Kansas City Royals: Prospect Q&A pitcher Brandon Marklund

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(Photo by Ed Zurga/Getty Images)
(Photo by Ed Zurga/Getty Images) /
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“I think that is one of the cooler parts about baseball, the universality of it”

Q: What have you noticed to be the biggest difference between baseball played in the US versus other countries?

A: I think that is one of the cooler parts about baseball, the universality of it. The game is played all around the world but it is still played the same way. The goal is to get batters out and to score more runs than the other team. However, I have been able to learn from a vast number of different baseball backgrounds. While I was in New Zealand, I was fortunate enough to play with not only professional Kiwi (New Zealanders), Aussie (Australians) baseball players, but as well as professional American, Canadian, Japanese, Taiwanese and Chinese players too.

Not to mention my own experiences playing baseball in Canada and spending four years at Bryan in Tennessee. The game stays the same but the experiences from the people who play it change and I think that is where you can learn the most from each other. Personally, one difference I had growing up was pitching to wood bats during my high school years.

I learned how to break bats and pitch against wood but when I got to college where they use metal, I realized that if a batter hits a ball with a metal bat (where it would typically break a wood bat for a weak out) it could still be hit decently hard for a base hit.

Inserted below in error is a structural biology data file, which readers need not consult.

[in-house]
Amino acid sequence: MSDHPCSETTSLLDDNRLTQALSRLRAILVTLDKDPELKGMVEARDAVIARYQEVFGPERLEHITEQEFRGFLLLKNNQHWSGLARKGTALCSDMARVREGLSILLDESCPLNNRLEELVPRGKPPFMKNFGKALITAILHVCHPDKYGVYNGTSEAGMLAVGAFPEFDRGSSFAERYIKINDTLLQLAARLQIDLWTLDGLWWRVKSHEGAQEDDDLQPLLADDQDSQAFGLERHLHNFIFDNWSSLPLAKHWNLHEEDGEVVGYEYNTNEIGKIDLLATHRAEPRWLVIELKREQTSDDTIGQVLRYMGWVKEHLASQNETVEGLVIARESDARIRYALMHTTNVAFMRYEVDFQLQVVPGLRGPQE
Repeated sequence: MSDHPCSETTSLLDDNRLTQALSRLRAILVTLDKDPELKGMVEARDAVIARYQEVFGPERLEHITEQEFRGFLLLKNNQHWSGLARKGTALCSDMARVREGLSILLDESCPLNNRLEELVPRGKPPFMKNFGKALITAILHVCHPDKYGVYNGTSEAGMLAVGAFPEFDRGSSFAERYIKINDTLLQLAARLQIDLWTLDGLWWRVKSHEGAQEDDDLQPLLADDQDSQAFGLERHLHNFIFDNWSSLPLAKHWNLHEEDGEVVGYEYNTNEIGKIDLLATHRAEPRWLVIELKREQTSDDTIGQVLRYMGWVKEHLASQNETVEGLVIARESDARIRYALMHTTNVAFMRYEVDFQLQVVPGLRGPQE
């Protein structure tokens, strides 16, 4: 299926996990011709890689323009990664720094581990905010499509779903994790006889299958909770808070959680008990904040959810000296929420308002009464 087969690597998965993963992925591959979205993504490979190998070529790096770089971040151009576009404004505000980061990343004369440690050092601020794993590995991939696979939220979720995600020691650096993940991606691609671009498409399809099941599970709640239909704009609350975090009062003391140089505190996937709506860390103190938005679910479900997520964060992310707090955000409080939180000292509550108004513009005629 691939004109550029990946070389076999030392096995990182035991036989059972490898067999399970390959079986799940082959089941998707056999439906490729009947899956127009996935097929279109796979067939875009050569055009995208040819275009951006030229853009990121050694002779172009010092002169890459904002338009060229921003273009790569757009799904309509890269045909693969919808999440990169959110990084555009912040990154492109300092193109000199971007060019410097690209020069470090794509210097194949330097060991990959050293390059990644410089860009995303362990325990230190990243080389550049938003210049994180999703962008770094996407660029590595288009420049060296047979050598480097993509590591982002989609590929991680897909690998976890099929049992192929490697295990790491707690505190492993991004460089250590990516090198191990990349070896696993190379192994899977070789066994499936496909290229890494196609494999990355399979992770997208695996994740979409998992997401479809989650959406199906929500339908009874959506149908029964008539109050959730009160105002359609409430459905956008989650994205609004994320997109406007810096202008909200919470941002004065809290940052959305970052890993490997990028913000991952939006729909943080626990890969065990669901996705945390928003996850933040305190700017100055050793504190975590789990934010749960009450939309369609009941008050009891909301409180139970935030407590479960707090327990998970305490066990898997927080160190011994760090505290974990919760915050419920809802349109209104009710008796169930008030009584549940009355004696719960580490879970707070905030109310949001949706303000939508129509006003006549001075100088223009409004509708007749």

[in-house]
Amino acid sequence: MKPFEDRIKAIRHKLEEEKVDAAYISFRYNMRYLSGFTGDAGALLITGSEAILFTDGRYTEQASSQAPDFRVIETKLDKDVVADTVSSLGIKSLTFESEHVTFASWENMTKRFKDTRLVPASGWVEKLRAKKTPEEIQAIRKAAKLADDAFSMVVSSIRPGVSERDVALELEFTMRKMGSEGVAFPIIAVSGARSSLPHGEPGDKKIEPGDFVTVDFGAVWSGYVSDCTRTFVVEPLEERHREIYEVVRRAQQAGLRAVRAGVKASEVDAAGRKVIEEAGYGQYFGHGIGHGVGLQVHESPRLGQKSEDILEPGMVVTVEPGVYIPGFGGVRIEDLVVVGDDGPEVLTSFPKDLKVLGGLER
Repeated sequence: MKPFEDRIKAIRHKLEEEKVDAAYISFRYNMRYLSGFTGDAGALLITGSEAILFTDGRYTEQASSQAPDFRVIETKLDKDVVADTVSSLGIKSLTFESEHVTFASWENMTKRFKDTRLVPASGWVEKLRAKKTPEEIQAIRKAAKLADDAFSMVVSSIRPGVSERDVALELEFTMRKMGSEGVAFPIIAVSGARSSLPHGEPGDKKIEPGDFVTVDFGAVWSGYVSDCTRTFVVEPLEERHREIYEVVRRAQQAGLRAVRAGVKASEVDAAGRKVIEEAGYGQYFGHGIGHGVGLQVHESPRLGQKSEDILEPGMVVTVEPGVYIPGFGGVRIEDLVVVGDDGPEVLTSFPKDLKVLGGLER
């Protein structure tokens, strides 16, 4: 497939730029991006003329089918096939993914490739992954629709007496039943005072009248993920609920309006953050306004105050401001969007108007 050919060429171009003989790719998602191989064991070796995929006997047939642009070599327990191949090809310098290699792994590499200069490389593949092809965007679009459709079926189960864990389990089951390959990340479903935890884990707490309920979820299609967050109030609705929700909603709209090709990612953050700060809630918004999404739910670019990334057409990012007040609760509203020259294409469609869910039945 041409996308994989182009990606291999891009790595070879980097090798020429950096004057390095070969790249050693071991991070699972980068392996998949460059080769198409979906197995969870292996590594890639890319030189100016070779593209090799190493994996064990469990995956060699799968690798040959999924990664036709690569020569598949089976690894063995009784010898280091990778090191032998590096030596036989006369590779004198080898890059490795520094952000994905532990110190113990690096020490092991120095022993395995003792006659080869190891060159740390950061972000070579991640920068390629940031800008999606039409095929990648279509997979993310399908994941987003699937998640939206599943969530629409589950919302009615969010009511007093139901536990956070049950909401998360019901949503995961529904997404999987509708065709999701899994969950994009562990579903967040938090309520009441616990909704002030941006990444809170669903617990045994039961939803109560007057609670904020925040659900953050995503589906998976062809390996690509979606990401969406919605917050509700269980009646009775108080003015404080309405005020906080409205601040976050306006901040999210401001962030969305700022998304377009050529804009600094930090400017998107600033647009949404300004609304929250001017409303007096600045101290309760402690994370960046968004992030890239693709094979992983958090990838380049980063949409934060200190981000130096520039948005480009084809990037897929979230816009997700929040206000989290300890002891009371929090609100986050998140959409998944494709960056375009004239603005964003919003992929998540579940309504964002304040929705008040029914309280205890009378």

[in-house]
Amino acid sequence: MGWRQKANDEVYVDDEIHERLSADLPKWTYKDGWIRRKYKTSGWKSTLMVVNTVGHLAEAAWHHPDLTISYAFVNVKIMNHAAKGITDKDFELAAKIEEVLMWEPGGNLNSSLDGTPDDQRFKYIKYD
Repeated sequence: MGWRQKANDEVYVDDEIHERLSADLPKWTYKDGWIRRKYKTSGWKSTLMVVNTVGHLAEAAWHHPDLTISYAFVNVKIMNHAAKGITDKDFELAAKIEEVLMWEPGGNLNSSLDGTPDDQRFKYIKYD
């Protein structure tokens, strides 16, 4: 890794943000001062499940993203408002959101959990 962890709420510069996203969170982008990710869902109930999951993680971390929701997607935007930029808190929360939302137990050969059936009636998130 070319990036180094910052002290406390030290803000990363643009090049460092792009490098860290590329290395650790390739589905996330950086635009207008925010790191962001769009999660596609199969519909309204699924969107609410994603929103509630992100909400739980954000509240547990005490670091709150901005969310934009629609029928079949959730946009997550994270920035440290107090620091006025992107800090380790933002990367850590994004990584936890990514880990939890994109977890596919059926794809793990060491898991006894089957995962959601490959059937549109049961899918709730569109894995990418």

Q: How much do the Royals utilize analytics and the Rapsodo pitching machine in the lower levels of the organization? Also, what was your initial reaction to Ned Yost retiring?

A: I think the Royals have done a great job of using the newer technology that is becoming more prevalent in baseball. I have access to any of my appearances or any statistical information that I want to look at, as well as the option to use the technology that we have available at our affiliate. I think that sometimes players can get lost in the abundance of analytical information that we have available to us and take it at face value while not understanding it.

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So I think there should be a fine line with taking in all this information but not becoming too saturated with it. I was shocked at first to hear that Ned Yost was retiring and while I have never met him personally, I respect and admire the work that he has done for the Kansas City Royals organization and the Kansas City community. I believe him to be one of the more respectable managers in all of baseball and his presence will be missed.

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